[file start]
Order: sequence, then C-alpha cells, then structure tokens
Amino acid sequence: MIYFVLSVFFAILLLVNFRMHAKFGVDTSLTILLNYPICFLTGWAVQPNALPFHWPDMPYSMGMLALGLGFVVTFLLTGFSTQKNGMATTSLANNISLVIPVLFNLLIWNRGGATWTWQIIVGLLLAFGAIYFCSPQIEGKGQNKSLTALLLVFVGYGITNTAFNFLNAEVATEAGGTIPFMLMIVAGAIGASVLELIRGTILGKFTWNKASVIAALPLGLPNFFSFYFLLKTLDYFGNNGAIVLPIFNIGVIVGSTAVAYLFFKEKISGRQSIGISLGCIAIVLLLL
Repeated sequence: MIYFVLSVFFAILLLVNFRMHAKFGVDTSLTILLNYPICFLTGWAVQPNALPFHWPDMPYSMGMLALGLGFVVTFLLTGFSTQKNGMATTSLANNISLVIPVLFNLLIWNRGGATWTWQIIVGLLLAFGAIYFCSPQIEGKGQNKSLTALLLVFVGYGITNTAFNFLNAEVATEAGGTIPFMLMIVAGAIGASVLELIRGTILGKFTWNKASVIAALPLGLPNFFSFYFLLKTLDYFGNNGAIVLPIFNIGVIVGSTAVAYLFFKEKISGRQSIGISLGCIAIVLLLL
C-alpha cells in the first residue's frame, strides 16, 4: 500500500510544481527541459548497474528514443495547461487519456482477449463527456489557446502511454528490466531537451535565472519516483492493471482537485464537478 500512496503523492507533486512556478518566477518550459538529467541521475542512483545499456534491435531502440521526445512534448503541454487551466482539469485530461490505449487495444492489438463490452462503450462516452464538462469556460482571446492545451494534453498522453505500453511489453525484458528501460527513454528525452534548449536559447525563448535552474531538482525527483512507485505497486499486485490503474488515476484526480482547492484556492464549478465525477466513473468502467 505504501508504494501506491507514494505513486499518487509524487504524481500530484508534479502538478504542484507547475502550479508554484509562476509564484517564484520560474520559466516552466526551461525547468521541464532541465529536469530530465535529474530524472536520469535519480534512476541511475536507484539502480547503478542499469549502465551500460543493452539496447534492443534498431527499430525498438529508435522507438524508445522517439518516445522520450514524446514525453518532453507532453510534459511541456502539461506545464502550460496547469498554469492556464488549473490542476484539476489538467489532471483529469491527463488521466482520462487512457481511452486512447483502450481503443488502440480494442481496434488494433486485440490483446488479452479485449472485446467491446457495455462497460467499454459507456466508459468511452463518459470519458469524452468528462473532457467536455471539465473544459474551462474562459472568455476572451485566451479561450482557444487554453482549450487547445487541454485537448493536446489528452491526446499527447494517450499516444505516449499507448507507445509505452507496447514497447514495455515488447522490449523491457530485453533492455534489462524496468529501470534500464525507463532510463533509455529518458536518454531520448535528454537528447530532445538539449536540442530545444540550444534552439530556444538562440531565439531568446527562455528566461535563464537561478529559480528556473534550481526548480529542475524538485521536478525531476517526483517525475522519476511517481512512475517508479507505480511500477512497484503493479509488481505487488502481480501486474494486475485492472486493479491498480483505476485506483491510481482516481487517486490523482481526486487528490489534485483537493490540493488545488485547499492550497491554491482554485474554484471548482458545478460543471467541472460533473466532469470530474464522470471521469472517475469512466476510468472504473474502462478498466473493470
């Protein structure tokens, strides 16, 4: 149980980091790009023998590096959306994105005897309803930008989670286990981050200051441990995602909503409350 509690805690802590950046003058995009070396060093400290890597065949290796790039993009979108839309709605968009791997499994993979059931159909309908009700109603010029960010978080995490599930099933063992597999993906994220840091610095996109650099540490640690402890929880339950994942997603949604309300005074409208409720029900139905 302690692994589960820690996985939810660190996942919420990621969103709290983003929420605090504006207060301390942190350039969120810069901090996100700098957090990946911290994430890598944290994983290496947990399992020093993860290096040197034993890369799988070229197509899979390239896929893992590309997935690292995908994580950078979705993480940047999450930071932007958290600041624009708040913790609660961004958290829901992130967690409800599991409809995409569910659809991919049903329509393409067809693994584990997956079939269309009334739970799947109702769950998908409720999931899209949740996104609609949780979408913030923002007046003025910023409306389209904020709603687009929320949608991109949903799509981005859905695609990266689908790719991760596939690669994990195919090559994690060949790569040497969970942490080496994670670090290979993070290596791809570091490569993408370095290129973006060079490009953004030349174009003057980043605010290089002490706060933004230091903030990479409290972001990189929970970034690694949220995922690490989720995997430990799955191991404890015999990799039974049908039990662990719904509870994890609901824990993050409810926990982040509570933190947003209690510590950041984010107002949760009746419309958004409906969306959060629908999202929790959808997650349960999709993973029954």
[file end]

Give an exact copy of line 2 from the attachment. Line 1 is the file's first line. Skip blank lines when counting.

Amino acid sequence: MIYFVLSVFFAILLLVNFRMHAKFGVDTSLTILLNYPICFLTGWAVQPNALPFHWPDMPYSMGMLALGLGFVVTFLLTGFSTQKNGMATTSLANNISLVIPVLFNLLIWNRGGATWTWQIIVGLLLAFGAIYFCSPQIEGKGQNKSLTALLLVFVGYGITNTAFNFLNAEVATEAGGTIPFMLMIVAGAIGASVLELIRGTILGKFTWNKASVIAALPLGLPNFFSFYFLLKTLDYFGNNGAIVLPIFNIGVIVGSTAVAYLFFKEKISGRQSIGISLGCIAIVLLLL